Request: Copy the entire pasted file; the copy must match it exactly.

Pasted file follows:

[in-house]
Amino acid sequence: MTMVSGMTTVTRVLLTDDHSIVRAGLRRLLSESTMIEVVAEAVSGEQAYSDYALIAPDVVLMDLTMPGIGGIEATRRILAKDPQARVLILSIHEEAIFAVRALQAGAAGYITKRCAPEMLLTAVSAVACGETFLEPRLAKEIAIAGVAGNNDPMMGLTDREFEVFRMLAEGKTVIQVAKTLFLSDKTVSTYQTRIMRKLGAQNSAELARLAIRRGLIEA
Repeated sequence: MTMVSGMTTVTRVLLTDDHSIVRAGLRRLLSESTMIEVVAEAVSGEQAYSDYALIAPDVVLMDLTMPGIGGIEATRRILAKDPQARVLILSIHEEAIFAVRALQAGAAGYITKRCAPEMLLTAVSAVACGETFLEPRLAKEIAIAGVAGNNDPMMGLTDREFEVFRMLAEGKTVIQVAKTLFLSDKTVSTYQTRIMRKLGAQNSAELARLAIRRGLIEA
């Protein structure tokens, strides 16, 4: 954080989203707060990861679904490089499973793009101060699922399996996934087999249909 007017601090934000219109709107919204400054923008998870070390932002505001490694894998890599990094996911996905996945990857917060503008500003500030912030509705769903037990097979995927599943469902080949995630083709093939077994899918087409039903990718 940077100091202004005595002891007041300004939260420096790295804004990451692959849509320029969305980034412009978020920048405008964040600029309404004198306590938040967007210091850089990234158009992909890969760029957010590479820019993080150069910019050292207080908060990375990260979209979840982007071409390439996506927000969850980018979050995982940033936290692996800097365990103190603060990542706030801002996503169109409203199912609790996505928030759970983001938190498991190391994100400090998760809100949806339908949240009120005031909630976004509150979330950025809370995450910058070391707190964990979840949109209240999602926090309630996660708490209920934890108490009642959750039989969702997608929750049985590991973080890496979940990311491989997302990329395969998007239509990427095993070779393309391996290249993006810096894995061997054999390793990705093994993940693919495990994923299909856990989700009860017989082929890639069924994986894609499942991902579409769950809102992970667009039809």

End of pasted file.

[in-house]
Amino acid sequence: MTMVSGMTTVTRVLLTDDHSIVRAGLRRLLSESTMIEVVAEAVSGEQAYSDYALIAPDVVLMDLTMPGIGGIEATRRILAKDPQARVLILSIHEEAIFAVRALQAGAAGYITKRCAPEMLLTAVSAVACGETFLEPRLAKEIAIAGVAGNNDPMMGLTDREFEVFRMLAEGKTVIQVAKTLFLSDKTVSTYQTRIMRKLGAQNSAELARLAIRRGLIEA
Repeated sequence: MTMVSGMTTVTRVLLTDDHSIVRAGLRRLLSESTMIEVVAEAVSGEQAYSDYALIAPDVVLMDLTMPGIGGIEATRRILAKDPQARVLILSIHEEAIFAVRALQAGAAGYITKRCAPEMLLTAVSAVACGETFLEPRLAKEIAIAGVAGNNDPMMGLTDREFEVFRMLAEGKTVIQVAKTLFLSDKTVSTYQTRIMRKLGAQNSAELARLAIRRGLIEA
């Protein structure tokens, strides 16, 4: 954080989203707060990861679904490089499973793009101060699922399996996934087999249909 007017601090934000219109709107919204400054923008998870070390932002505001490694894998890599990094996911996905996945990857917060503008500003500030912030509705769903037990097979995927599943469902080949995630083709093939077994899918087409039903990718 940077100091202004005595002891007041300004939260420096790295804004990451692959849509320029969305980034412009978020920048405008964040600029309404004198306590938040967007210091850089990234158009992909890969760029957010590479820019993080150069910019050292207080908060990375990260979209979840982007071409390439996506927000969850980018979050995982940033936290692996800097365990103190603060990542706030801002996503169109409203199912609790996505928030759970983001938190498991190391994100400090998760809100949806339908949240009120005031909630976004509150979330950025809370995450910058070391707190964990979840949109209240999602926090309630996660708490209920934890108490009642959750039989969702997608929750049985590991973080890496979940990311491989997302990329395969998007239509990427095993070779393309391996290249993006810096894995061997054999390793990705093994993940693919495990994923299909856990989700009860017989082929890639069924994986894609499942991902579409769950809102992970667009039809």